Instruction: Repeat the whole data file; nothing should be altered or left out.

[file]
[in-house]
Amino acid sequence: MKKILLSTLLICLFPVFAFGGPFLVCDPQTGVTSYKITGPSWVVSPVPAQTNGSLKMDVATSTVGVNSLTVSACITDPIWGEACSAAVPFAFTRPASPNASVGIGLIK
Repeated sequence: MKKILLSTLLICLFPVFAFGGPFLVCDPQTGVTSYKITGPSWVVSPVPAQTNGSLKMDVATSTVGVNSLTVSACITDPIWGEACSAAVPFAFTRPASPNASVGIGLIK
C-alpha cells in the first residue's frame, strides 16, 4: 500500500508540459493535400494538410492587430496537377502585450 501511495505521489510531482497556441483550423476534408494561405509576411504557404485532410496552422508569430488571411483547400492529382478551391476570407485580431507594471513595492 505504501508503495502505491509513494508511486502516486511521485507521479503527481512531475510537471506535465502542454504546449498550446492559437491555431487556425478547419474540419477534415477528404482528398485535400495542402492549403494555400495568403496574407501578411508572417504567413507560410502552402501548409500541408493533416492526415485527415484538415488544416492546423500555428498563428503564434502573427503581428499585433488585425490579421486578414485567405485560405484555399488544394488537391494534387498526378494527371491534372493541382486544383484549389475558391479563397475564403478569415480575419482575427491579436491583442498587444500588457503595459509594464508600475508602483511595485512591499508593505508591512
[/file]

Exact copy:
[in-house]
Amino acid sequence: MKKILLSTLLICLFPVFAFGGPFLVCDPQTGVTSYKITGPSWVVSPVPAQTNGSLKMDVATSTVGVNSLTVSACITDPIWGEACSAAVPFAFTRPASPNASVGIGLIK
Repeated sequence: MKKILLSTLLICLFPVFAFGGPFLVCDPQTGVTSYKITGPSWVVSPVPAQTNGSLKMDVATSTVGVNSLTVSACITDPIWGEACSAAVPFAFTRPASPNASVGIGLIK
C-alpha cells in the first residue's frame, strides 16, 4: 500500500508540459493535400494538410492587430496537377502585450 501511495505521489510531482497556441483550423476534408494561405509576411504557404485532410496552422508569430488571411483547400492529382478551391476570407485580431507594471513595492 505504501508503495502505491509513494508511486502516486511521485507521479503527481512531475510537471506535465502542454504546449498550446492559437491555431487556425478547419474540419477534415477528404482528398485535400495542402492549403494555400495568403496574407501578411508572417504567413507560410502552402501548409500541408493533416492526415485527415484538415488544416492546423500555428498563428503564434502573427503581428499585433488585425490579421486578414485567405485560405484555399488544394488537391494534387498526378494527371491534372493541382486544383484549389475558391479563397475564403478569415480575419482575427491579436491583442498587444500588457503595459509594464508600475508602483511595485512591499508593505508591512